The bigger picture, however, is that creative industries have been chopped off at the knees by this pandemic and the response to it. But they are our boom sector. “There is an understanding at the Treasury that the creative industries need our support because of what they bring to the country but this does not always translate into education policy,” Gregson said.
Ideas for using the arts in your pandemic recovery
There is much that can be gained through the exploration of arts subjects in schools to support the recovery in your community from the global pandemic. These ideas may help:
- Ask children and young people what they would like to do to mark your school’s path to recovery from the pandemic. Get them involved in choosing the project from a curated list of possibilities.
- Set up a collaborative arts project in your school so that each child can contribute to a single outcome. Focus on themes such as “remembering” or “looking forward” or “being together”. There are some great ideas here: 23 Collaborative Art Projects That Bring out Everyone's Creative Side (weareteachers.com)
- Consider setting up ways in which older children can support younger children as you pick up the pace in their learning. This can help to build confidence and consolidate what is already known as well as showcasing talent within your school community.
- Give adults in your school community a chance to benefit from practical opportunities in the arts where possible. Perhaps through home/school collaborative creative projects. When restrictions allow, a “Made By Us” sale, where items made in and/or by the school community are sold to raise funds for the school can really boost wellbeing and a sense of communal creativity.
- Enter the Young Artists Summer Show 2021 until Sunday 26thApril 2021. The Young Artists’ Summer Show is now in its third year at the Royal Academy of Arts. Supported by Robin Hambro, the Young Artists’ Summer Show is open to all students aged 5-19 in the UK and those attending British International Schools. It provides a platform for the high quality and wide range of work produced by students, an opportunity to champion the importance of art in education and to celebrate the teachers who are fostering creativity in young people. The artworks are viewed and judged by a panel of artists and art professionals including Royal Academicians and RA Schools students. The Young Artists’ Summer Show will open online and onsite at the Clore Learning from Sunday 11 July 2021. https://youngartists.royalacademy.org.uk/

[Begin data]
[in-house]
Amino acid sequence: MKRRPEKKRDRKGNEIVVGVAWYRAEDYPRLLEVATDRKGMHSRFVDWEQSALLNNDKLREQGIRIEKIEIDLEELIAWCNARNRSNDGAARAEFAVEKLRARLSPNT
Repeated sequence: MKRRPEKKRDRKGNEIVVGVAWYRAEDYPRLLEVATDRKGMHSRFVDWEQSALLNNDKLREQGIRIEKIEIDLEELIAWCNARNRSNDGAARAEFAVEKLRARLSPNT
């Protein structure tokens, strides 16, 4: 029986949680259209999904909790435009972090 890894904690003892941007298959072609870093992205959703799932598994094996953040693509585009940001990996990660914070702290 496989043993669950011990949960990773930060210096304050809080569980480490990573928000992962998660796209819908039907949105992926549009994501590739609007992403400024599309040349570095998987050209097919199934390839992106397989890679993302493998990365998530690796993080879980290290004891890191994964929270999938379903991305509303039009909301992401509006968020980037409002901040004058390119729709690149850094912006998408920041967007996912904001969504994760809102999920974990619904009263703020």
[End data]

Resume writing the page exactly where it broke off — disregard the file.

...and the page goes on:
About the author
After graduating with a degree in Politics and International Relations from the University of Reading, Elizabeth Holmes completed her PGCE at the Institute of Education, University of London. She then taught humanities and social sciences in schools in London, Oxfordshire and West Sussex, where she ran the history department in a challenging comprehensive. Elizabeth specialises in education but also writes on many other issues and themes. As well as her regular blogs for Eteach and FEjobs, her books have been published by a variety of publishers and translated around the world.